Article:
An amazing exercise in experiencing time and earth more like trees. It is a beautiful critique of humanity's collective blindness to the damage we're bringing to the natural world.

While reading Richard's book The Overstory, I am captivated by the sheer scale that the perspective of trees allows us to appreciate. The story of dynasties shapes more room for the tragedies that befall non-human webs of living humans. I think that especially the stories of dementia and suffering parents affect me. My dad's slow decline of mental sharpness pains me to witness. He must have been so much smarter than I experience him now. And I fear that this is how I will remember him forever.

I started reading this book while on a festival in the forests in Germany. Lying among the trees, with resin dripping down all around me, that is the perfect way to read this book. It starts out by introducing us to some eight different characters, all in the form of their own short story. These were really well done and fit the theme of the book perfectly. These short stories often started from a few ancestors up in the line of heritage. They slowly described their way through life down to the actual "protagonists". This consciously long scale primes us really well to appreciate the "otherwordly" timeframes that trees and so much other life operates on.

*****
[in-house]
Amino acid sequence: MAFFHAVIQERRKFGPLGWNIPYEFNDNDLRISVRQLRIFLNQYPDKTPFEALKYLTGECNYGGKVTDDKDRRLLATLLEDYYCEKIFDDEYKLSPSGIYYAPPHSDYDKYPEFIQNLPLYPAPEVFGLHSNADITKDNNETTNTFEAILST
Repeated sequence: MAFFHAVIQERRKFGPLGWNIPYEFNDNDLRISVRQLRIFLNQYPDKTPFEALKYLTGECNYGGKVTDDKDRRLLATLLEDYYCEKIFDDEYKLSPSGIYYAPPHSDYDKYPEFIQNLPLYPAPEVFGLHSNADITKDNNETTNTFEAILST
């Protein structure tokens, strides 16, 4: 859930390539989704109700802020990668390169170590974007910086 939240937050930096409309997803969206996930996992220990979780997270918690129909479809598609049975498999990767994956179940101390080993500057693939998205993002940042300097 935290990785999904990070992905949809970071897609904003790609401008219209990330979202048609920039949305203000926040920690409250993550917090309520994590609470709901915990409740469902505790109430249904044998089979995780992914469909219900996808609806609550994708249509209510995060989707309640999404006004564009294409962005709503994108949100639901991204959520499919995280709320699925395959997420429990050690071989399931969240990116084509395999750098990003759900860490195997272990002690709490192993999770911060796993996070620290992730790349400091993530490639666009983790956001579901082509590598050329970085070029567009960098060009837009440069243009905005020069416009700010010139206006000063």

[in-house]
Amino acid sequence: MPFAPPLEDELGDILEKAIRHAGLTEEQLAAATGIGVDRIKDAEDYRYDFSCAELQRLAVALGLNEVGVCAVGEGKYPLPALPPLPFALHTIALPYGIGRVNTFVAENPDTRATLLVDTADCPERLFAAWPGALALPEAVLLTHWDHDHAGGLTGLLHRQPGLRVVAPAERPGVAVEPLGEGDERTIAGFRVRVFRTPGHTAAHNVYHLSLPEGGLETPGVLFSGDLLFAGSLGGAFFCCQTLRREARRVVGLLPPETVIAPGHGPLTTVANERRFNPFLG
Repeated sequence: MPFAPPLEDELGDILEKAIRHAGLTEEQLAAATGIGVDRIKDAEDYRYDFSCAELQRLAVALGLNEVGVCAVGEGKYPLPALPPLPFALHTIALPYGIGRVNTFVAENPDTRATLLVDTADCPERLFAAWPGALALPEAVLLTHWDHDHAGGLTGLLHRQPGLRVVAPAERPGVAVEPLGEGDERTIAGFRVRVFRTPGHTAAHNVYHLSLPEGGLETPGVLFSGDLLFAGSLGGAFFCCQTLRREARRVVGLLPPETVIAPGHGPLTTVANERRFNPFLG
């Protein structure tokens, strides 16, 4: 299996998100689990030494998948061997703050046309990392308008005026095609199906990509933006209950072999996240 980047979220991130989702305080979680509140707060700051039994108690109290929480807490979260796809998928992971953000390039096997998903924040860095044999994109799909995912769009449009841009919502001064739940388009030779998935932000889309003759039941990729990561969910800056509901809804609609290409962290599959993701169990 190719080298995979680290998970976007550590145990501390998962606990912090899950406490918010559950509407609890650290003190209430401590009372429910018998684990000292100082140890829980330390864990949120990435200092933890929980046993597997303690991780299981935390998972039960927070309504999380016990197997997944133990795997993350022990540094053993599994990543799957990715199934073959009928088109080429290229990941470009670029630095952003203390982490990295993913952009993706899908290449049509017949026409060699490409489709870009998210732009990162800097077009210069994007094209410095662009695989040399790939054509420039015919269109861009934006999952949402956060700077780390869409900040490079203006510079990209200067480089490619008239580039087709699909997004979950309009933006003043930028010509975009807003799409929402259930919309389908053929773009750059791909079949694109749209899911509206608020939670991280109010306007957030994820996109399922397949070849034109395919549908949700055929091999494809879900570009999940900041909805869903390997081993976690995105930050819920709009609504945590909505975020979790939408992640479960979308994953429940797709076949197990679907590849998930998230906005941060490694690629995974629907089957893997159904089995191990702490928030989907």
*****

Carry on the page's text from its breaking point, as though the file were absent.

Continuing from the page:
The remainder of the book slowly weaves all of these characters together as they end up in some way or form within the ecological activist movement. This bulk of the book felt less engaging to me. Especially because after its perceived natural ending (setting fire to the construction pit for luxury villas, when Olivia gets killed, and everyone splits up to try to avoid the authorities), the pages dragged on for a few hundred more. But even though we were playing in extra time, Richard treats us to moving prose and gentle descriptions of our natural co-inhabitants of this world.